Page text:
Frodsham Brewery, the retired couple who started an award winning micro-brewery

A retired Frodsham couple have found a deep sense of job satisfaction since establishing their own micro-brewery. It seems happiness can be found in a pint glass!

When Barrie Davidson retired in 2004 he and his wife Hazel could have settled for a rather easier existence than setting up and running a brewery. They intended to but the fates conspired and plenty of local beer lovers are glad of it.

‘We wanted to open a deli or something similar but we were beaten to that where we live,’ says Barrie: ‘So I decided to fund myself to go to college to learn to brew,’ not an obvious path to follow - he liked real ale but he was by no means a fanatic – then.

He took a short course at Brewlab within the University of Sunderland, and rapidly acquired a brewing plant. The new challenge tested old skills – Barrie trained first as an engineer, and later became a local authority regeneration officer.

Not everything went smoothly, however: ‘We hoped to go into the disused railway station building in Frodsham, and so called ourselves Stationhouse Brewery, but through no fault of ours that fell through.’

After three years in Ellesmere Port they were eventually able to move the business to their home village, occupying a unit in the Lady Heyes Craft Centre, in time changing their trading name to Frodsham Brewery.

Barrie says: ‘We’re what’s known as a five-barrel brewery, a micro-brewery, which means we produce around 900 litres of beer per brew: small scale, hand-made, hand-bottled, hand capped, a true craft brewery – even if some of the labels are a bit wonky!’ That last comment is a joke with Maria Sproston, who handles their sales and along with Hazel designs and puts on the labels, which (uneven or not) are very eye-catching, those for Dark Ark Ale and Devil’s Garden especially things of modern beauty.

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Maria said: ‘We make 18 different beers and sell them to places in a radius of about 30 or 35 miles around the brewery, so that includes Stalybridge, Manchester, North Wales, Chester, Crewe. We deal with 154 customers, obviously not all of them on a weekly basis; we only brew about 40 casks a week.’

‘We like to have 18 in the range, but add new ones and maybe drop some if there is something else in the list that’s a bit similar to it – we like them to be very different,’ explains Barrie with enthusiasm. ‘Our customer base is people who like distinctive tastes. And they are all made to original recipes that I develop myself, with nothing copied. None of the beers are rebadged versions of another; each is different, a separate brew with a separate recipe.’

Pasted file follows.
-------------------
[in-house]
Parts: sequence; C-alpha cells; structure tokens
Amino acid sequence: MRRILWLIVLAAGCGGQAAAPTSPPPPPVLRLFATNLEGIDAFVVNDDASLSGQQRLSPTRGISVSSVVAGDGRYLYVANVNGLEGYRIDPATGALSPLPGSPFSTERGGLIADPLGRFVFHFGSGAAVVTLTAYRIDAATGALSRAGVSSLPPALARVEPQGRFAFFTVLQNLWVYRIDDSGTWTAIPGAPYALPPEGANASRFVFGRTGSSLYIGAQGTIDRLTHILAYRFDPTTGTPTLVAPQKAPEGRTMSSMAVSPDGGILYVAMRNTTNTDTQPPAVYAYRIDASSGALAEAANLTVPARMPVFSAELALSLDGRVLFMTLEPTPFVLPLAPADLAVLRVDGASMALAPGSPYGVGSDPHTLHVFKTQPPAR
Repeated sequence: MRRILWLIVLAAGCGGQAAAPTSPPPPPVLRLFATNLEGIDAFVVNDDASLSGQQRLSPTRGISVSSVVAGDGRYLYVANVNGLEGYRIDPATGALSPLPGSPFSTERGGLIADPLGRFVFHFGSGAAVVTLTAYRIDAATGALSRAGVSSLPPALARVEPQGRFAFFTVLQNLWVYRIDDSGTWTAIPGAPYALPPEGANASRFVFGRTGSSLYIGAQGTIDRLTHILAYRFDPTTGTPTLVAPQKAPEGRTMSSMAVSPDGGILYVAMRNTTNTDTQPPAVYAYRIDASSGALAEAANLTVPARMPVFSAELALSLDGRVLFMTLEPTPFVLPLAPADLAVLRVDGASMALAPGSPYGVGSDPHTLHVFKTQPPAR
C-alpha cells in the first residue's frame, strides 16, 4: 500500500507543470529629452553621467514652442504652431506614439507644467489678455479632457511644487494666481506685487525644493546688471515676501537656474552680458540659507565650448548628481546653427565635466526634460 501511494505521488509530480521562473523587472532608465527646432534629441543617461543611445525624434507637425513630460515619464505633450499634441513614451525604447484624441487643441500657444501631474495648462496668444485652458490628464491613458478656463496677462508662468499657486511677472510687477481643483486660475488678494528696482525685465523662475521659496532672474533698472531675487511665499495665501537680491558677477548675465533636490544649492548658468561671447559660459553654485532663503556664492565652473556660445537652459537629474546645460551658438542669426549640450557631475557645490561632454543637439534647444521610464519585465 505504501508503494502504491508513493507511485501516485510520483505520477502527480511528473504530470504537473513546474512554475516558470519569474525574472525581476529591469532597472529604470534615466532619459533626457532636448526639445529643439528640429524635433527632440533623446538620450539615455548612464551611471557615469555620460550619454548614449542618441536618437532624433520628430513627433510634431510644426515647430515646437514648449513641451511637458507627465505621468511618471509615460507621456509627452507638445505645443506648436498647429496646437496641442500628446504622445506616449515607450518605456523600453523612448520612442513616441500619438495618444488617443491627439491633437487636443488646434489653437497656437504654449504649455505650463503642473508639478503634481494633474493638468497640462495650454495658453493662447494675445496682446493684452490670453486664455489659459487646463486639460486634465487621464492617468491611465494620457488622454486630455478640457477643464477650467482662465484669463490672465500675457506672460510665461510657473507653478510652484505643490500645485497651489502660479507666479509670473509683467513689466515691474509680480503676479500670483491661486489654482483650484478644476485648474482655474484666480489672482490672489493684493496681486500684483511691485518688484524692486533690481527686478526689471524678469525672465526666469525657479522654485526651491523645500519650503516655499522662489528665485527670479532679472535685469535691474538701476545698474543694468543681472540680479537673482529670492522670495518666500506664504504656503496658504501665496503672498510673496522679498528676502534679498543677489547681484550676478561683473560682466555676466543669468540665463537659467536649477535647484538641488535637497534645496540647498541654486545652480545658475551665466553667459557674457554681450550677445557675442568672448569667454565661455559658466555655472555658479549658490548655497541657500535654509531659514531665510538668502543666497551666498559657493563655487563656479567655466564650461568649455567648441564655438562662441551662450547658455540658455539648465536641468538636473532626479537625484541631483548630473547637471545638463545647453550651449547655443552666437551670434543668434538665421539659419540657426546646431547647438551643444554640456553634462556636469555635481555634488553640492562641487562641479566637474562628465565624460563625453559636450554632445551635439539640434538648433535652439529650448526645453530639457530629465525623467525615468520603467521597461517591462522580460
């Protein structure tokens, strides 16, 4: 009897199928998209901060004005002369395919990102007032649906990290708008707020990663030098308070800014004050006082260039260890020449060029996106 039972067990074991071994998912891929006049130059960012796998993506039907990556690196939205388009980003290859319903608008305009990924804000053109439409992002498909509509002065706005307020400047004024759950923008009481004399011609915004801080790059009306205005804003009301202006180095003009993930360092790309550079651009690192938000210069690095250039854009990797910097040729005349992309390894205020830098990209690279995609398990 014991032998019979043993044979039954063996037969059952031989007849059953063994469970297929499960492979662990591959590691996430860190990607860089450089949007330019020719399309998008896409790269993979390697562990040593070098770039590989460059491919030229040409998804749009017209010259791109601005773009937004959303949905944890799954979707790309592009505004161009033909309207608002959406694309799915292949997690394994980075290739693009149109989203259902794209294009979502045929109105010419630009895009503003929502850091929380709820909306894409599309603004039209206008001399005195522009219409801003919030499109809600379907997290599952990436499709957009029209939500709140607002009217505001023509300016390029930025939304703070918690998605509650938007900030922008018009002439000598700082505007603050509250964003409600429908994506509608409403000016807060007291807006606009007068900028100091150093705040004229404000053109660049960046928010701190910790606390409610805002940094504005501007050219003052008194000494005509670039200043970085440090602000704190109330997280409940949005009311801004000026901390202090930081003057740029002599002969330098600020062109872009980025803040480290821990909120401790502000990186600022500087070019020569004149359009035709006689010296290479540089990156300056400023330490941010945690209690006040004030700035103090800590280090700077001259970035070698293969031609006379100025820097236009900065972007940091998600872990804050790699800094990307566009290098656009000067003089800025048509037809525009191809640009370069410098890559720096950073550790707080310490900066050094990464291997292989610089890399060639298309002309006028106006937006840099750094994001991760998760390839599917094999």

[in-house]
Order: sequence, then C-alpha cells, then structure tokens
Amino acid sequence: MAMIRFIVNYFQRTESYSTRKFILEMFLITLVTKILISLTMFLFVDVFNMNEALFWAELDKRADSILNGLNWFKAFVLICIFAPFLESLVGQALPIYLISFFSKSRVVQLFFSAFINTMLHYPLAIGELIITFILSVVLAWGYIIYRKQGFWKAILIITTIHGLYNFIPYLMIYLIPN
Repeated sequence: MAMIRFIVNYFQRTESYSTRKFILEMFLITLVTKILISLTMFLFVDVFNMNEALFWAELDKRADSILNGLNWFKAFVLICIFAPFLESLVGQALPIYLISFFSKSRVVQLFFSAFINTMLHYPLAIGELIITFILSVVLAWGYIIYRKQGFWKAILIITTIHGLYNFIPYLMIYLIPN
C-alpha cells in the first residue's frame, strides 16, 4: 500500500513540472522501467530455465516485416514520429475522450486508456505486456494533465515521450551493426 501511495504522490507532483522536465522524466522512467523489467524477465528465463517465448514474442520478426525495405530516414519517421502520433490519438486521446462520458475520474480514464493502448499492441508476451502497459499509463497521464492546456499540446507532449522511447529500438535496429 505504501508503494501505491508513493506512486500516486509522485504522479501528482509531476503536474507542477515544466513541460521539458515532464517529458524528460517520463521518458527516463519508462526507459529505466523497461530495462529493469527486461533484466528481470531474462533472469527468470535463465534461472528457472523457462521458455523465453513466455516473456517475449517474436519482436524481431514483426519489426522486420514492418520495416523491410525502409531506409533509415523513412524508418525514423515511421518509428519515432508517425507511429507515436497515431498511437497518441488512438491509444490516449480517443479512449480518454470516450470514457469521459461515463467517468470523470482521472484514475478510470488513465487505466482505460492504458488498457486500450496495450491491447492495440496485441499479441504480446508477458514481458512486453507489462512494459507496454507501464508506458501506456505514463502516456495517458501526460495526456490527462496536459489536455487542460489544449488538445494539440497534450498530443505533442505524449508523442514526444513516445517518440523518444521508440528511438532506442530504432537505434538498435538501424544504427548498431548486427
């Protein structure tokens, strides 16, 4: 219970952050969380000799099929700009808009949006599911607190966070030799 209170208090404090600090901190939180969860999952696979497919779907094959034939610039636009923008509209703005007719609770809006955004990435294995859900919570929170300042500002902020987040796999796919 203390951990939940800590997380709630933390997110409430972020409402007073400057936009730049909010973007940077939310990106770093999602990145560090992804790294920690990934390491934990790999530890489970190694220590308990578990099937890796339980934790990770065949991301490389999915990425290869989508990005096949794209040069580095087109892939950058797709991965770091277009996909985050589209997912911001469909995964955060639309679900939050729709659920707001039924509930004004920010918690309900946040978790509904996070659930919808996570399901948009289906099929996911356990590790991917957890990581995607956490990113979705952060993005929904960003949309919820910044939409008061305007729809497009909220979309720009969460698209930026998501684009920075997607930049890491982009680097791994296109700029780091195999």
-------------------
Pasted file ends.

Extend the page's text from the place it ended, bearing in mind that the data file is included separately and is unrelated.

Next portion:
Those recipes have brought several awards, notably in contests run by The Society of Independent Brewers, though Barrie keeps his feet on the ground about such matters: ‘You get to realise that even if you win a gold medal you are only king for a day.’

When the brewery began they delivered as far away as Leeds and Wakefield. Soaring diesel prices made that uneconomic so they shrank their territory but expanded their market: ‘We realised there were still a lot of outlets in the Northwest within a 30 mile radius that we weren’t selling to,’ continues Barrie. So now along with cask ale delivered to pubs they have customers like bistros and restaurants, specialist beer shops and even garden centres taking up their bottled range, and run a brewery shop on-site.

Several of the ales (no lagers - Barrie doesn’t even like to hear the word) have names with local connotations: Frodsham 800 commemorates the recent 800th anniversary of the village; Froda’s ale refers to its Saxon founder; and Dark Ark came from a competition to choose a name linked to Manley, where Dark Ark Lane is to be found.

We met at an event to launch their new ale Danny, (and very hoppily tasty too), which honours the last steam tug-tender left in the UK, the Daniel Adamson, whose preservation society will receive a donation for every bottle sold.

If they time it right visitors to the brewery get to talk to the brewer: ‘We pride ourselves on being small and personal and we make sure it’s interactive. We want to engage people,‘ said Barrie. With enough notice they’ll even create personalised labels.

The future looks bright, with the company now employing five people: ‘Since 2007 when we were a bit nervous we have grown and grown. Now bottled beers are about 40 per cent of our production. And that’s where we are – more or less up to capacity, shifting so much beer that we are selling the stuff before it’s produced, so I’m brewing to supply not always brewing to sell.’

Business is good enough that they are considering taking on an additional unit near their current one, the idea being to transfer the bottling there. But they won’t automate it, even if that might avoid the occasional wonky – but very artistic - label.